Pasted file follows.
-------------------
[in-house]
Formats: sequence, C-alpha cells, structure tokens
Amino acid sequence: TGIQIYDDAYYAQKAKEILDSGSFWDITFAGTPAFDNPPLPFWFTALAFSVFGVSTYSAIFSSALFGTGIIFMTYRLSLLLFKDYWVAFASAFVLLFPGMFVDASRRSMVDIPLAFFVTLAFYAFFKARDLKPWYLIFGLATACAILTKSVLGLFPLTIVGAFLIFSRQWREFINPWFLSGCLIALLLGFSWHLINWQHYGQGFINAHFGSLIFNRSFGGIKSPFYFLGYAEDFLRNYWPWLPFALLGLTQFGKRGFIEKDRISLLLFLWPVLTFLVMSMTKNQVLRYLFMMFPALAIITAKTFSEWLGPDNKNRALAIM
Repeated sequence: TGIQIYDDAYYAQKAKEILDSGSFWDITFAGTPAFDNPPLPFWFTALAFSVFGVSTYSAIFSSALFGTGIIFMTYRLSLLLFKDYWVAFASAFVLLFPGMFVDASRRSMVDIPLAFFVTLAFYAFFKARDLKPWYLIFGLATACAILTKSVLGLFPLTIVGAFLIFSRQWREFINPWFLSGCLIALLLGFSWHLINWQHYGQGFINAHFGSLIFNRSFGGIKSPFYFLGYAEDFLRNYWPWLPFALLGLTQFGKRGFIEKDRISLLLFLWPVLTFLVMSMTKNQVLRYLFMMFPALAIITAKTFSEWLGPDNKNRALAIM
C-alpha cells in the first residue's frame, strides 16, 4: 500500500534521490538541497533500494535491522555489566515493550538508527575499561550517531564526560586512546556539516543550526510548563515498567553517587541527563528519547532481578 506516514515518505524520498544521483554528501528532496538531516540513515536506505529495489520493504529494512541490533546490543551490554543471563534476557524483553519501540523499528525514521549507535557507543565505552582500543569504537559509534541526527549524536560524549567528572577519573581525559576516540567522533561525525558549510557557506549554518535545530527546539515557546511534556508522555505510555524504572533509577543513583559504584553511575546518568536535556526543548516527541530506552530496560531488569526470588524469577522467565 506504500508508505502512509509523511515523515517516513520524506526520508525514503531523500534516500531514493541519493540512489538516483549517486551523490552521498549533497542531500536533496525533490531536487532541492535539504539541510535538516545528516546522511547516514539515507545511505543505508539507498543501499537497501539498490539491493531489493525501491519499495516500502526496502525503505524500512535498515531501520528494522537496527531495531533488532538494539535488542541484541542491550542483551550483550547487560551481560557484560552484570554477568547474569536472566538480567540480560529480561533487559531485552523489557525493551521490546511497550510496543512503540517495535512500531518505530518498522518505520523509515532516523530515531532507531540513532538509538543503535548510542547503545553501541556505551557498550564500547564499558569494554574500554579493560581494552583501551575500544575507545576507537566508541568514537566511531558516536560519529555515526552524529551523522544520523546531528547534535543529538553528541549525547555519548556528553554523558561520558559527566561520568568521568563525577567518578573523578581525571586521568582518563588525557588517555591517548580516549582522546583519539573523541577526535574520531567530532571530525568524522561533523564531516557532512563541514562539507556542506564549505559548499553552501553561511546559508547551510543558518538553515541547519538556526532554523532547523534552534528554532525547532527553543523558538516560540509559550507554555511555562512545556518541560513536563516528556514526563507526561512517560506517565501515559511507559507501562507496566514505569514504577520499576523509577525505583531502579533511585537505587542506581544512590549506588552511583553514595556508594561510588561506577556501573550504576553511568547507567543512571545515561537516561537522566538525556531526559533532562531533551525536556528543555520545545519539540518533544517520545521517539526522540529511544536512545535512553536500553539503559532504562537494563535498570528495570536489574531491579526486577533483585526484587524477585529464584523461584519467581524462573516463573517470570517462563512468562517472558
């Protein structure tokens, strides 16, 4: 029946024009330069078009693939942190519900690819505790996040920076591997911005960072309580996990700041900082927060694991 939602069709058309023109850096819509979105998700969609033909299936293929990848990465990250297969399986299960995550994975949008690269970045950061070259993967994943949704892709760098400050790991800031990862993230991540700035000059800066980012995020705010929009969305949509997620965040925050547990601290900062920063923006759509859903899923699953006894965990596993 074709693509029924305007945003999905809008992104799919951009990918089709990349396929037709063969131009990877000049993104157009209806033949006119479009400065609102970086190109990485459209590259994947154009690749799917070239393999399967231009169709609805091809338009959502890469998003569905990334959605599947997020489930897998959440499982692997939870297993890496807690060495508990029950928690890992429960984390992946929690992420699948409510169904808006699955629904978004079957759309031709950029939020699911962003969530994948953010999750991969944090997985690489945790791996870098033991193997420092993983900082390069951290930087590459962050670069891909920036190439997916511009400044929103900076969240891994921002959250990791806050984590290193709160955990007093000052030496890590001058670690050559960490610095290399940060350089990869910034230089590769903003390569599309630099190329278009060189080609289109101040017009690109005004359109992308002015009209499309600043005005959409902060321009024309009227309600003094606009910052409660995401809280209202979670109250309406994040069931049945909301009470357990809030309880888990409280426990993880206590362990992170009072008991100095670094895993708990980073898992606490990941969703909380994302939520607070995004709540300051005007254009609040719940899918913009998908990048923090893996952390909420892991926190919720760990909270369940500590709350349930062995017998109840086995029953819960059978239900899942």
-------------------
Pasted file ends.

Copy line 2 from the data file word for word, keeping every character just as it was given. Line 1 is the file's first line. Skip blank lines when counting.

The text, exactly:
Formats: sequence, C-alpha cells, structure tokens